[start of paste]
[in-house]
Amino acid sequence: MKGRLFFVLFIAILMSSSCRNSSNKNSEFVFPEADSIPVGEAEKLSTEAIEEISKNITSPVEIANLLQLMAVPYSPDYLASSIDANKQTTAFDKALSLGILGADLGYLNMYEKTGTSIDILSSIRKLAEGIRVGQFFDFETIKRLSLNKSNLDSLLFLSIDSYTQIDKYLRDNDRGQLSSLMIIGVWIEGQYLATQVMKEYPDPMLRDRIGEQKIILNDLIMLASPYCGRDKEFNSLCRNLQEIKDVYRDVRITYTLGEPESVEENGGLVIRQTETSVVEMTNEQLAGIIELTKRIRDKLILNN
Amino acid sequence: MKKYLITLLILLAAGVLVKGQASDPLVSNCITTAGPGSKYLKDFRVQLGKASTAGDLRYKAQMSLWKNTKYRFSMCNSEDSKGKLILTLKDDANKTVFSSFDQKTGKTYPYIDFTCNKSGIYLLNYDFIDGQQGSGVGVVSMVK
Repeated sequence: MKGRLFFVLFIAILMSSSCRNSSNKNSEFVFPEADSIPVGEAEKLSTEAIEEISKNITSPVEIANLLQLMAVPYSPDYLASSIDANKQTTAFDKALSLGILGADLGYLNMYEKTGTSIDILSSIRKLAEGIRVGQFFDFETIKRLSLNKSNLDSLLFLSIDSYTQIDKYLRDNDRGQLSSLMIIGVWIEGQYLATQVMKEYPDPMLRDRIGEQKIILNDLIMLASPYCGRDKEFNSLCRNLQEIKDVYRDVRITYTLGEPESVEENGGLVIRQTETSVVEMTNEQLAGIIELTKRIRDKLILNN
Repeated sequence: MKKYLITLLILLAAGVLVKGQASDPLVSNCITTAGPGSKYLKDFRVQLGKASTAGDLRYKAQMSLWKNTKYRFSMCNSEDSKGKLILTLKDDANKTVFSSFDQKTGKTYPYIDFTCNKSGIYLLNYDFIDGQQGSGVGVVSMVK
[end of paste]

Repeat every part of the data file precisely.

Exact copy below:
[in-house]
Amino acid sequence: MKGRLFFVLFIAILMSSSCRNSSNKNSEFVFPEADSIPVGEAEKLSTEAIEEISKNITSPVEIANLLQLMAVPYSPDYLASSIDANKQTTAFDKALSLGILGADLGYLNMYEKTGTSIDILSSIRKLAEGIRVGQFFDFETIKRLSLNKSNLDSLLFLSIDSYTQIDKYLRDNDRGQLSSLMIIGVWIEGQYLATQVMKEYPDPMLRDRIGEQKIILNDLIMLASPYCGRDKEFNSLCRNLQEIKDVYRDVRITYTLGEPESVEENGGLVIRQTETSVVEMTNEQLAGIIELTKRIRDKLILNN
Amino acid sequence: MKKYLITLLILLAAGVLVKGQASDPLVSNCITTAGPGSKYLKDFRVQLGKASTAGDLRYKAQMSLWKNTKYRFSMCNSEDSKGKLILTLKDDANKTVFSSFDQKTGKTYPYIDFTCNKSGIYLLNYDFIDGQQGSGVGVVSMVK
Repeated sequence: MKGRLFFVLFIAILMSSSCRNSSNKNSEFVFPEADSIPVGEAEKLSTEAIEEISKNITSPVEIANLLQLMAVPYSPDYLASSIDANKQTTAFDKALSLGILGADLGYLNMYEKTGTSIDILSSIRKLAEGIRVGQFFDFETIKRLSLNKSNLDSLLFLSIDSYTQIDKYLRDNDRGQLSSLMIIGVWIEGQYLATQVMKEYPDPMLRDRIGEQKIILNDLIMLASPYCGRDKEFNSLCRNLQEIKDVYRDVRITYTLGEPESVEENGGLVIRQTETSVVEMTNEQLAGIIELTKRIRDKLILNN
Repeated sequence: MKKYLITLLILLAAGVLVKGQASDPLVSNCITTAGPGSKYLKDFRVQLGKASTAGDLRYKAQMSLWKNTKYRFSMCNSEDSKGKLILTLKDDANKTVFSSFDQKTGKTYPYIDFTCNKSGIYLLNYDFIDGQQGSGVGVVSMVK